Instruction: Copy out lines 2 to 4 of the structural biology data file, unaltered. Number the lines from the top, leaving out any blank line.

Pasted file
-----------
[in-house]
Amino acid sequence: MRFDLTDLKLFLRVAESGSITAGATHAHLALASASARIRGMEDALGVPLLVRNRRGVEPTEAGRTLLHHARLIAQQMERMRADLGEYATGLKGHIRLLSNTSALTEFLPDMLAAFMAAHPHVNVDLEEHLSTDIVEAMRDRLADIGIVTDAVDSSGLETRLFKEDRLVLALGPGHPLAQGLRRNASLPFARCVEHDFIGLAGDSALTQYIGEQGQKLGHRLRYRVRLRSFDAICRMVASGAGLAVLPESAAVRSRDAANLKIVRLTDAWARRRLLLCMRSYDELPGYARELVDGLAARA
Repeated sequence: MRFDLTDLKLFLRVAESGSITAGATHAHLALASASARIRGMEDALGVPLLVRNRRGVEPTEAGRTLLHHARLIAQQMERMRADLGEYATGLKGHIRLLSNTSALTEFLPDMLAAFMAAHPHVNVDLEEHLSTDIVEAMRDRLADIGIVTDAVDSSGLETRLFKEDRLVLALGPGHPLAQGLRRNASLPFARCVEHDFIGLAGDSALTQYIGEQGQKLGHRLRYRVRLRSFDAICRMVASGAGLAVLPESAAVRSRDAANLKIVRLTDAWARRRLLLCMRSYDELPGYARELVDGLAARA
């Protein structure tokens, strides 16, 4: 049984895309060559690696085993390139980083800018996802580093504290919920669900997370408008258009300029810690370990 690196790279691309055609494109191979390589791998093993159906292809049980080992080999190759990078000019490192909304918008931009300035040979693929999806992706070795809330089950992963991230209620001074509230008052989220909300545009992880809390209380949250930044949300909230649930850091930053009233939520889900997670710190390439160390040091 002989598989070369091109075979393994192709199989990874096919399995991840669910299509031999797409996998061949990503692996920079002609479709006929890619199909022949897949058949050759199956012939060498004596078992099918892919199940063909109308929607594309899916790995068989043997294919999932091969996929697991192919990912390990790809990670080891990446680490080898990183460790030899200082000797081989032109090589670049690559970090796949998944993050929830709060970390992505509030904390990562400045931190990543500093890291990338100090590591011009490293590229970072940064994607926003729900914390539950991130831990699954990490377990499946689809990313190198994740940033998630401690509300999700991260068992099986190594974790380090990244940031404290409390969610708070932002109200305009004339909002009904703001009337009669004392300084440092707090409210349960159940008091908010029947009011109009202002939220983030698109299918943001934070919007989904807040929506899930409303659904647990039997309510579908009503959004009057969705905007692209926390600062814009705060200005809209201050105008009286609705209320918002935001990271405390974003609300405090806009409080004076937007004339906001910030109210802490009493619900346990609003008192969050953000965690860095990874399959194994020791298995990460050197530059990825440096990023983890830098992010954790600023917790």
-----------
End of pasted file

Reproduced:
Amino acid sequence: MRFDLTDLKLFLRVAESGSITAGATHAHLALASASARIRGMEDALGVPLLVRNRRGVEPTEAGRTLLHHARLIAQQMERMRADLGEYATGLKGHIRLLSNTSALTEFLPDMLAAFMAAHPHVNVDLEEHLSTDIVEAMRDRLADIGIVTDAVDSSGLETRLFKEDRLVLALGPGHPLAQGLRRNASLPFARCVEHDFIGLAGDSALTQYIGEQGQKLGHRLRYRVRLRSFDAICRMVASGAGLAVLPESAAVRSRDAANLKIVRLTDAWARRRLLLCMRSYDELPGYARELVDGLAARA
Repeated sequence: MRFDLTDLKLFLRVAESGSITAGATHAHLALASASARIRGMEDALGVPLLVRNRRGVEPTEAGRTLLHHARLIAQQMERMRADLGEYATGLKGHIRLLSNTSALTEFLPDMLAAFMAAHPHVNVDLEEHLSTDIVEAMRDRLADIGIVTDAVDSSGLETRLFKEDRLVLALGPGHPLAQGLRRNASLPFARCVEHDFIGLAGDSALTQYIGEQGQKLGHRLRYRVRLRSFDAICRMVASGAGLAVLPESAAVRSRDAANLKIVRLTDAWARRRLLLCMRSYDELPGYARELVDGLAARA
């Protein structure tokens, strides 16, 4: 049984895309060559690696085993390139980083800018996802580093504290919920669900997370408008258009300029810690370990 690196790279691309055609494109191979390589791998093993159906292809049980080992080999190759990078000019490192909304918008931009300035040979693929999806992706070795809330089950992963991230209620001074509230008052989220909300545009992880809390209380949250930044949300909230649930850091930053009233939520889900997670710190390439160390040091 002989598989070369091109075979393994192709199989990874096919399995991840669910299509031999797409996998061949990503692996920079002609479709006929890619199909022949897949058949050759199956012939060498004596078992099918892919199940063909109308929607594309899916790995068989043997294919999932091969996929697991192919990912390990790809990670080891990446680490080898990183460790030899200082000797081989032109090589670049690559970090796949998944993050929830709060970390992505509030904390990562400045931190990543500093890291990338100090590591011009490293590229970072940064994607926003729900914390539950991130831990699954990490377990499946689809990313190198994740940033998630401690509300999700991260068992099986190594974790380090990244940031404290409390969610708070932002109200305009004339909002009904703001009337009669004392300084440092707090409210349960159940008091908010029947009011109009202002939220983030698109299918943001934070919007989904807040929506899930409303659904647990039997309510579908009503959004009057969705905007692209926390600062814009705060200005809209201050105008009286609705209320918002935001990271405390974003609300405090806009409080004076937007004339906001910030109210802490009493619900346990609003008192969050953000965690860095990874399959194994020791298995990460050197530059990825440096990023983890830098992010954790600023917790």